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Empowering Questions to Ask Your Business Coach (Month-to-Month)

Updated: Jan 17

One of the top reasons why many executives hire business coaches is to use them as a sounding board. Having someone there to hear ideas and then offer feedback can help leaders make important decisions and steer their business to success.

A group of business owners having a meeting in the wilderness
Who says you can't have meetings in the wilderness?

If you’ve invested in Business Coaching, chances are you may not be using your coach in this particular way. While you may have sought out a coach for ongoing feedback, it’s easy to get sidelined with projects or other "fires" and forget that you still need to develop ongoing communication with your coach to see the maximum benefit. Even if you think you know the answer, it's always a great tool to bounce it off your business coach first!

To help make the most out of your relationship, consider some of the best questions you can ask your coach each month. Even if you don’t have a specific problem you need help with, these questions can guide you toward new strategies and ongoing improvement.


Where Do You See My Strengths and Weaknesses?

Asking about your strengths and weaknesses as a leader is one of the best questions to ask a business mentor. Your coach is there to provide an unbiased view of your business and leadership, and this question can help you see yourself in a new light.

Small business woman lifting weights in the gym.
Weaknesses can turn into strengths

Hearing about your weaknesses is sometimes a heavy weight to lift against our pride. Let's face it, as entrepreneurs we have a bit more confidence than the average person and criticism can sometimes sting. However, as a business leader we should exhibit humility as a functional act as well as inspiration for our teams.

That being said, after you’ve worked with your coach for a few months, they’ll likely have a good idea of your strengths and weaknesses. Asking this question can help you determine how your self-awareness might affect your business. Your coach may have noticed weaknesses that you weren’t aware of in the past as well as strengths you can put more focus on.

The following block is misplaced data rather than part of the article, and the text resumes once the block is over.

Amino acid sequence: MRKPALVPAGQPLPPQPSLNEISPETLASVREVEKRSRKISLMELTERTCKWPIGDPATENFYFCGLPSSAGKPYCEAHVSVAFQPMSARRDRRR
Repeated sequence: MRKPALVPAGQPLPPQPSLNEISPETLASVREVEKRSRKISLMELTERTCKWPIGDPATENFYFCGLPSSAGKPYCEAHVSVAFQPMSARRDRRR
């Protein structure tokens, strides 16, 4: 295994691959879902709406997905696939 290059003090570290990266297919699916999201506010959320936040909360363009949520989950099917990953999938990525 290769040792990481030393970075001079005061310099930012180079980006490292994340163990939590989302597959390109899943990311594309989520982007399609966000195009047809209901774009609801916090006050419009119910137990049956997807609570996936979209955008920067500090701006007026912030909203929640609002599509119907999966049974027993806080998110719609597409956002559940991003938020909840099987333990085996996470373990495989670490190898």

It is not uncommon for a business owner to be surprised at the response. Regardless, it's extremely important to remember that any weakness can be exercised into a strength!

The answer to this question gives you a better understanding of what you should prioritize as a business leader both as a person and as a business.

How Can I Get Out of My Comfort Zone?

Your comfort zone might not be something you have thought to ask in terms of business ownership. It's also no small assumption that discussing your comfort zone can sometimes be a difficult topic. However, it’s a highly important topic to address. Through analyzing your comfort zone and stepping outside of it, you can move toward business growth and innovation.

baby bird hiding inside the bloom of a pink tulip

Emerging from your shell isn’t an easy thing to do on your own. With your advisor, you can learn small steps to move away from what you’ve been doing in the past. Often, they might give you specific activities that you can easily do to help you see that there isn’t anything to fear.

For example, if you aren’t comfortable with networking, your coach might ask you to schedule at least one lunch date per week with a new connection. Networking one-on-one may prove easier than attending big events and help you branch out.

If you find yourself saying something along the lines of "We've always done it this way." then you likely have a comfort zone that is holding your business back. Saying 'you've always done it this way' is never a valid reason to continue doing something. It also happens to be one of the worst things you can say to your business coach!

As a solid, practical example of how 'always doing it a way' limits your business: As your business grows older, so too do your customers. Their tastes and values can change over time. You'll also need to secure the next generation of customers whom also will have evolved needs and expectations from what you've always done. You must modify and revolutionize your business to both attract the next generation AND to maintain the current, aging customer base.

How Should I Define Success This Month?

Achieving success is a painfully obvious important aspect of any small business. Business advisors will often help you tackle your goals step by step instead of maintaining your focus only on a big-picture mission.

A infographic showing a path to success

Through defining success monthly, you can also learn how to better deal with business failure. What didn’t work last month allows you to optimize, rethink or try again.